iPad review: Toca Everything, Part 2


Yesterday I laid out what I like about Toca Boca apps as a whole. Let’s now talk about specific apps. I’ll have to split this post in two or more further sections, just because of the sheer quantity of apps to cover. I’ll focus today on the apps that have more traditional game-like elements.

These are apps have specific goals you are meant to accomplish. Toca Doctor has your child pretend that they are coming to the aid of various ailments by solving easy puzzles. Biggie loved this app when he was 3 or 4-years-old, and it helped him figure out the swiping and dragging coordination these touchscreen devices demand.

Pet Doctor is very similar to Toca Doctor but has more little puzzles under a veterinary metaphor. It might be very slightly more advanced?

Robot Lab requires better timing and coordination. You start off customizing a robot avatar — a very simple, straightforward process with deliberately limited choices — and then you send that avatar through a basic maze to reach a target destination. Tricky for a toddler, should be fairly easy for a kindergartner.

Toca Store requires more advanced logic and reasoning. You choose to populate your store with items from a catalog and then arbitrarily price each item a simple number. You then pretend to purchase items by putting them in a shopping bag and then putting coins in a cash register. This could be a great way to introduce the most basic conception of money through role-playing and pretend.

Toca Home is like a more difficult version of Toca Doctor and Toca Pet Doctor. You are presented with a house populated by different characters on different floors. Each floor requires some household task. If your child begins to find Toca Pet Doctor easy, Toca Home will tide them over another year.

And then Toca Train will tide them over again after Toca Home. The conceit here is that you manage a train and can try to perform tasks at different stops and stations. Again, a little more tricky than Toca Home, but also, more importantly, a little more open-ended. A younger child might not figure out the tasks right away, but he or she will enjoy the scenic rides anyway. An older child might find the tasks not too much of a challenge but could still enjoy playing with a virtual train set. Ideal, I think, for the Thomas-the-Train-obsessed set.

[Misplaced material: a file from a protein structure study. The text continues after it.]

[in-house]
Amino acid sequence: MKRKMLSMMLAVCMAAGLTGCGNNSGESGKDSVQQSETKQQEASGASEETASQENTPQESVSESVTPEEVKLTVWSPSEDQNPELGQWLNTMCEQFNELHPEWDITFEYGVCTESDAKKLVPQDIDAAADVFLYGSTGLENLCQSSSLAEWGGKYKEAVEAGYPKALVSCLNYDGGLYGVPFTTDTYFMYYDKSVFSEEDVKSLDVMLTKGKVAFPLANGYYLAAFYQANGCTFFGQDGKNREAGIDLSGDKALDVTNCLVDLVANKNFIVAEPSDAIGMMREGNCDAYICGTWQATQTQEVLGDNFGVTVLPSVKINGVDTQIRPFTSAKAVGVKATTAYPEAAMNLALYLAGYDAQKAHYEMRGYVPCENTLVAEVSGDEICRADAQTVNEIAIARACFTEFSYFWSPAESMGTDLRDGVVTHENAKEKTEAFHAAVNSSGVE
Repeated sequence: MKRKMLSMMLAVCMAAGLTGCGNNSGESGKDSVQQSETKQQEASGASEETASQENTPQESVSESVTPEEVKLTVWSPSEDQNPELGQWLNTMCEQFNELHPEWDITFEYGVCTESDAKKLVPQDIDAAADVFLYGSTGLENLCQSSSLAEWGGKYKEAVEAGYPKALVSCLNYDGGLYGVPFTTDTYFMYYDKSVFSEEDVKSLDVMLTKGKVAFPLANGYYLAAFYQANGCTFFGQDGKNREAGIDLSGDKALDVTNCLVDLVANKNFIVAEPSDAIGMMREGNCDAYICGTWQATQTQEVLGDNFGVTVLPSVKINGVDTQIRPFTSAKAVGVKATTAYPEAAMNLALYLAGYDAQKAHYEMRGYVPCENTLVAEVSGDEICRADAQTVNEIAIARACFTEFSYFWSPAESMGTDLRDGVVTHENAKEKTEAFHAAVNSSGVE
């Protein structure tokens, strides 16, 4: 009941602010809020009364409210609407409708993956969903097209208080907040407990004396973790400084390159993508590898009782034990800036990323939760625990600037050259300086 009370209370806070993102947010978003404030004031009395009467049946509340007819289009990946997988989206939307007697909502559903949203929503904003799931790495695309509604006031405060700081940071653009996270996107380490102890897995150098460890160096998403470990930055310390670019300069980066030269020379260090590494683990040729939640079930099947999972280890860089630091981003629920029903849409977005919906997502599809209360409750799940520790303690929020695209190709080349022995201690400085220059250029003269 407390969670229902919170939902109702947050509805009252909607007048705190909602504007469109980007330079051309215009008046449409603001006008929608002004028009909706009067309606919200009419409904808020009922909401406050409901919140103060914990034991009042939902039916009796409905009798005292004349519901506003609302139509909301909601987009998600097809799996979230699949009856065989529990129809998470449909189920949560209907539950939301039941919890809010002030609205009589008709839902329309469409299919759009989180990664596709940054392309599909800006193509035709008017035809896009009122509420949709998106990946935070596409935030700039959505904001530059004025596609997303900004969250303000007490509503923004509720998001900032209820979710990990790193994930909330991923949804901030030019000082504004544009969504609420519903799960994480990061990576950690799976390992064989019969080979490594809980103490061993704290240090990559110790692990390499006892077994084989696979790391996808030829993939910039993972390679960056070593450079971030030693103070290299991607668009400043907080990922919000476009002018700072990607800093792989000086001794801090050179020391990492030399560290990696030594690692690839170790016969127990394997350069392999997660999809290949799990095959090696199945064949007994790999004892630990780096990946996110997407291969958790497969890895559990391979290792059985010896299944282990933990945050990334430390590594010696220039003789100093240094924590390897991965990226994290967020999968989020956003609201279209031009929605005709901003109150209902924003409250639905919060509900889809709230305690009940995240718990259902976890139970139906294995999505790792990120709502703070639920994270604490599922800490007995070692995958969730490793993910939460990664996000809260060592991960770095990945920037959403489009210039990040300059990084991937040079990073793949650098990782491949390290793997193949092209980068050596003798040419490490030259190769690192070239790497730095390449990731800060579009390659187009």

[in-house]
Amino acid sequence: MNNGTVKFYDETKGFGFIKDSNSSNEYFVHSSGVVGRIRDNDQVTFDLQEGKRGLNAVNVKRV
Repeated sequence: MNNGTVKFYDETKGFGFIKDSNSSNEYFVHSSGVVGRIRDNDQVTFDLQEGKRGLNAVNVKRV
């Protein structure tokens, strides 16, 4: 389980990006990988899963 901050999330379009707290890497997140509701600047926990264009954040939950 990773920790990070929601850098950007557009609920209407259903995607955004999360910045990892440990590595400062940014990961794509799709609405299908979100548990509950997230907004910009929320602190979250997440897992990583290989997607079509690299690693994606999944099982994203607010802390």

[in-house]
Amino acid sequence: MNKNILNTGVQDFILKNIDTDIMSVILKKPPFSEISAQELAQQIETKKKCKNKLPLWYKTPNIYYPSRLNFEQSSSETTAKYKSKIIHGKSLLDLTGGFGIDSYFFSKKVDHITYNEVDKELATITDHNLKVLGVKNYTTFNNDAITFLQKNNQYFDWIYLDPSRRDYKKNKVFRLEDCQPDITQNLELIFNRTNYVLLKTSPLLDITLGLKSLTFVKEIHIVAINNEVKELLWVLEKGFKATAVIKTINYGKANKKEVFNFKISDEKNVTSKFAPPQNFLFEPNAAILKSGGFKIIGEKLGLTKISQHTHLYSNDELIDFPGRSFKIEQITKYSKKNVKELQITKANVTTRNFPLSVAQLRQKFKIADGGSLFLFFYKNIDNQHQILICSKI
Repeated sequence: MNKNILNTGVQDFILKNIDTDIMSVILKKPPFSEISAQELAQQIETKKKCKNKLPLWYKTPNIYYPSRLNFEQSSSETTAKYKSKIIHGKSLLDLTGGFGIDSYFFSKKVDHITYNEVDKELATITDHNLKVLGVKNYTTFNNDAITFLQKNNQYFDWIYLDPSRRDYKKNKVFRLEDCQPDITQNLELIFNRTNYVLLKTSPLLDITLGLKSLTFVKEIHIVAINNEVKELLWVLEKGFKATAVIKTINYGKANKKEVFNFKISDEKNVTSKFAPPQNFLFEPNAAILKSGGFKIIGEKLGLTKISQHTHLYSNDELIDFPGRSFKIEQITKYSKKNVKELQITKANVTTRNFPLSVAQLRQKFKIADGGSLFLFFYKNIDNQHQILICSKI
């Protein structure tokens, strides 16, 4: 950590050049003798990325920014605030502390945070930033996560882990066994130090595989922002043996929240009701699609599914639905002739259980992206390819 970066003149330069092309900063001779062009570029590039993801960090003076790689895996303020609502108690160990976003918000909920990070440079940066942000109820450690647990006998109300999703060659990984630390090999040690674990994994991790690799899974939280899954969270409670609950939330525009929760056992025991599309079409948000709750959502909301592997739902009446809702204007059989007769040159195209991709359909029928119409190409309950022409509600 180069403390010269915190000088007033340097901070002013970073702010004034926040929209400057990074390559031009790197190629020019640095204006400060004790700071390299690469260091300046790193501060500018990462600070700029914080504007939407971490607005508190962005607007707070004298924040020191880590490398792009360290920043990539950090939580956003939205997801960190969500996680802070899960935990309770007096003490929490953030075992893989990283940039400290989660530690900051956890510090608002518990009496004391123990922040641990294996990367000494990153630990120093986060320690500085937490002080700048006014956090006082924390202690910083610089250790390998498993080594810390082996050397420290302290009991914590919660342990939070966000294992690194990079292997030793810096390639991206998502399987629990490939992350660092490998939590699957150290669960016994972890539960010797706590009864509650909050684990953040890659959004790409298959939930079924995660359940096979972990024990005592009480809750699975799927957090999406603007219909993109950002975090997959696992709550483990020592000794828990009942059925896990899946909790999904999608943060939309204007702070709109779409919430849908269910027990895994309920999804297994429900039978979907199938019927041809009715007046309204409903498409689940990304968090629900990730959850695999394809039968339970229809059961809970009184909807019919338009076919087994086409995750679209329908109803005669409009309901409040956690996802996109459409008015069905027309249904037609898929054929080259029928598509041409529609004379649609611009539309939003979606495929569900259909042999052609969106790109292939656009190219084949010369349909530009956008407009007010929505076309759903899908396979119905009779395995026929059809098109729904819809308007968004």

Worth a special mention is Toca Kitchen and Toca Monster Kitchen, which are variations of the same software, one that’s even more exploratory in nature than Toca Train. Here you choose an “eater” — people or animals in Kitchen and friendly beasts in Monsters — and you place on their plates food items from a pantry/fridge. Your chosen character may have specific tastes, however, and may vary in their reactions to your meal. You can manipulate the ingredients by chopping, frying, boiling, pureeing, or microwaving them, which may make the food more palatable to your eater. Appeasing your character is only a game if you choose to make it one, and most kids I’ve seen try this app just want to try and see what they can “cook.”

[NOTE: I don’t have the latest version of Toca Kitchen, Toca Kitchen 2]

This leads us to another category of Toca Boca apps, which we’ll discuss tomorrow: apps to create and customize.

[UPDATE] Here’s the all the post listings on this series:
Part 1
Part 2
Part 3


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